‘It’s the first ‘Me Too’ movie in the world,” said Michal Aviad about her latest movie, Working Woman, which opened in theaters throughout Israel on June 20, and which was released during the spring in the US and France, to critical acclaim. It premiered last summer at the Jerusalem Film Festival and was also shown at the Toronto International Film Festival.
The movie, which is powerful and thought-provoking in its depiction of a creeping kind of a sexual harassment that is all too common, tells the story of Orna (Liron Ben-Shlush), a young, ambitious married mother of three who works in real estate. Her husband (Oshri Cohen), a chef, has just opened a restaurant and the family is struggling financially. When she gets a job working with a high-end real estate developer, Benny (Menashe Noy), who is selling apartments in a luxury complex to wealthy French tourists, it seems like a dream job, with the chance to earn huge fees in commissions. But then Benny starts flirting with her and quickly crosses the line into harassment and even rape.
“This subject has been at the center of feminist discourse for the last 20 years. In Israel, it was discussed even before in the US, with the One Out of One movement,” said Aviad, who started to write Working Woman before the Harvey Weinstein scandal made headlines and launched the current focus on the issue of sexual harassment.
Aviad, a director who has explored many subjects of importance to women in her work, would seem to be the ideal person to dramatize this issue on screen. Her previous films include the feature Invisible, a drama starring Ronit Elkabetz and Evgenia Dodina, about two rape victims who help each other cope when their rapist is released from prison. She has also made several documentaries, including Dimona Twist, about how women coped with the hardships of living in that desert town during the golden age of rock & roll.
“We are exposed to the testimonies of women who have experienced sexual harassment in Israel all the time. There isn’t a week where someone isn’t accused,” she said, referencing the conviction of former general and politician Yitzhak Mordechai in a sexual harassment case in the early 2000s as the beginning of Israeli public awareness of the issue.
But Aviad wanted to make a film that would illuminate the experiences of women who are not in the public eye and who are harassed by ordinary men in ordinary workplaces.
“We never hear the stories of anonymous women, who most of the time don’t complain for fear of not finding work,” she said. Working with cowriters, Sharon Azulay Eyal and Michal Vinik, “We decided to tell a story that unfolds over time, not an assault in the street but a situation where one person has the power and the other is subordinate, in the workplace, and explore how long it can last without exploding.”
The director gets into her heroine’s mind, showing the reality of how women cope with harassment.
“Throughout the story, she believes she can handle it. Most of us act in this way. You need the job, it gives you opportunities,” she said. This is particularly true in the case of Orna, who has no university education and, with three young children, is not likely to manage to get a degree.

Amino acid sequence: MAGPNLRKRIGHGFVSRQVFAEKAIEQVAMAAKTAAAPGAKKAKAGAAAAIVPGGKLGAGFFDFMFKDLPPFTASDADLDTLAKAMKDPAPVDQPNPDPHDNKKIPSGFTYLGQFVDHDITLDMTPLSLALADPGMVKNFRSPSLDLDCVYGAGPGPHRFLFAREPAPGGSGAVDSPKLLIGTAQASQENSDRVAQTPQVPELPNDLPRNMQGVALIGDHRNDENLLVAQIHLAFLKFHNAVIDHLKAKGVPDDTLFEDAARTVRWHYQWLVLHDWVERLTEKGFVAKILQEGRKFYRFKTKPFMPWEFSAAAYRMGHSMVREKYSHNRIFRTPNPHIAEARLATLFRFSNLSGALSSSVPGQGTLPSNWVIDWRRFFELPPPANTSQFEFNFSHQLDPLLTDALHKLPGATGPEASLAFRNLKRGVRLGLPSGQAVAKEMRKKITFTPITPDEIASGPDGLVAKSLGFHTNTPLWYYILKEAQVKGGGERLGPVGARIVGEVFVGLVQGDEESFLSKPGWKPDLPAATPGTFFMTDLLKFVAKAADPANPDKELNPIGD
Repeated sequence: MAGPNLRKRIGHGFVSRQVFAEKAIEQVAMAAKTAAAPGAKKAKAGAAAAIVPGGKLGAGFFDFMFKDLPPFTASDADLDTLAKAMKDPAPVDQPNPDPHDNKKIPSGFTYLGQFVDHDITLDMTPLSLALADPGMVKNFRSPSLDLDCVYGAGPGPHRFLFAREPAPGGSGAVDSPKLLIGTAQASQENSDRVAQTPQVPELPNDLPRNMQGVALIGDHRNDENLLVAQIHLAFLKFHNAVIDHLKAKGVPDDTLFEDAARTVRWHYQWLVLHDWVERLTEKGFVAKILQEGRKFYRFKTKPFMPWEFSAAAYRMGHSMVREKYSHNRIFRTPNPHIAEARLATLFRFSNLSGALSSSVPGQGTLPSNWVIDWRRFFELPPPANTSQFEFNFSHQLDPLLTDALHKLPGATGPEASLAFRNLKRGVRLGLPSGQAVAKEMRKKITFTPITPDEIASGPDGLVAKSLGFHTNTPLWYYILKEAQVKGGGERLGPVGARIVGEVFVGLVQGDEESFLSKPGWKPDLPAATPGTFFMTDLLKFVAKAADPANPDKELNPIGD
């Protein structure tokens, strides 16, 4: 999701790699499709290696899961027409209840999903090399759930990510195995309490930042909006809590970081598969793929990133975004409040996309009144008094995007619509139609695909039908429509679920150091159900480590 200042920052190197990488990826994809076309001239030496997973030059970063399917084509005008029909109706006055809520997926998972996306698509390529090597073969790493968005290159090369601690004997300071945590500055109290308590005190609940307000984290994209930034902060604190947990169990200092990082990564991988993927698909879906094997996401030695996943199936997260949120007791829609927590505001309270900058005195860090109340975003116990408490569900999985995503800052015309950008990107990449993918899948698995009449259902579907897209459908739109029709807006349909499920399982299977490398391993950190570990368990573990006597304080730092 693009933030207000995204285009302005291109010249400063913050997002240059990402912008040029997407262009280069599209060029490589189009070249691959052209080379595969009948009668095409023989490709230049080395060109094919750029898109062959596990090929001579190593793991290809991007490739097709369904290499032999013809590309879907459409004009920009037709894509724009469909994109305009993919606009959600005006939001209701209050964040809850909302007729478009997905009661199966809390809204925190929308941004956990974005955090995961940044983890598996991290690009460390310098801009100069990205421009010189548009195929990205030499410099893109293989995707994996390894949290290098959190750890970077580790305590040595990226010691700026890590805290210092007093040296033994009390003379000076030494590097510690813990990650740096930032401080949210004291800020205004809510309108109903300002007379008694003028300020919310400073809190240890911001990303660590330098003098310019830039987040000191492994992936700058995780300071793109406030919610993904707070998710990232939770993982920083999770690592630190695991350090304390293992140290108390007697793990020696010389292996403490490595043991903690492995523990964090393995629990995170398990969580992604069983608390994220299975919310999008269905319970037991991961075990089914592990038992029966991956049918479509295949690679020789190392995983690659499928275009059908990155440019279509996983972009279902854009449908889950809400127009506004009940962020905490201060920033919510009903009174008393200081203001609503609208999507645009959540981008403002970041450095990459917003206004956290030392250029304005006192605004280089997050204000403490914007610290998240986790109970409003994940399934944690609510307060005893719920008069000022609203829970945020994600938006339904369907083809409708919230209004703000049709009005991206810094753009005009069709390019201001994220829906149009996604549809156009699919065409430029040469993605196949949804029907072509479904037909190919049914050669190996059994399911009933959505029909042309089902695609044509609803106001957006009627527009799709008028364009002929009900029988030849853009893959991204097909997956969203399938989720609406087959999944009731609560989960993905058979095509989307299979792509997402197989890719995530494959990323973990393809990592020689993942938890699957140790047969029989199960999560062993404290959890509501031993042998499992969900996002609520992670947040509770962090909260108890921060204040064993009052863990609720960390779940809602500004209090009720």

“Orna is like millions of women all over the world. She is ambitious. This job is so important to her. So she continues to work, hoping it will pass, trying to distance herself from him, thinking I’m smart enough, I’m good enough,” she said. “But this is a situation where she is going to lose.... More and more, she feels imprisoned. The harassment penetrates her home life. In this new stage of capitalism, people work from home, at all hours, you can’t do a 9-to-5 job if you want a career.... On top of it all, she’s also a wife and a mother. She is pressured from all sides.”
Although Aviad, who has been an independent filmmaker most of her working life, said the movie wasn’t autobiographical, she said: “We [including her cowriters and her star, Liron Ben-Shlush] put ourselves in Orna’s shoes at every step. We thought how she would have reacted.”
NOW THAT the film has been shown around the world, she said that the film often provokes discussion in the audience, and that after the Q and A is over, many women come up to her and share their stories of sexual harassment. “And they’re all different. No harassment is the same.”
But what she didn’t anticipate and finds “really satisfying” is “to hear men saying, for the first time in their lives, that they understand what women go through. I’m very happy with this.”
One reaction that surprised her at screenings in the US was when people asked her why Orna doesn’t take revenge on Benny, by burning down his real estate sites or trashing his office. “Then I realized, it’s not a Hollywood film. In a Hollywood film, she would burn down his properties and the office, she would take him to court and she would win.”
Asked whether she thinks Working Woman can help change things, she said that she thinks it can, by clarifying the reality that women face at work. “In a review in one of the trade papers [in America], the reviewer said, ‘Here is a film that will finally answer your question “Why doesn’t she just leave?” Women don’t leave because they need to make a living.’”
She feels that, especially among men, “There is still this myth that women work because they want to, not because they need to in order to survive. In Israel, families definitely need two salaries.”
She hopes her film can help create an understanding of the facts. This will make it easier to create what she calls “a new covenant between women and men that would say, ‘We’re going to treat each other as three-dimensional human beings, with respect and dignity.’ I hope that this film is another stone in building this new understanding.”
Join Jerusalem Post Premium Plus now for just $5 and upgrade your experience with an ads-free website and exclusive content. Click here>>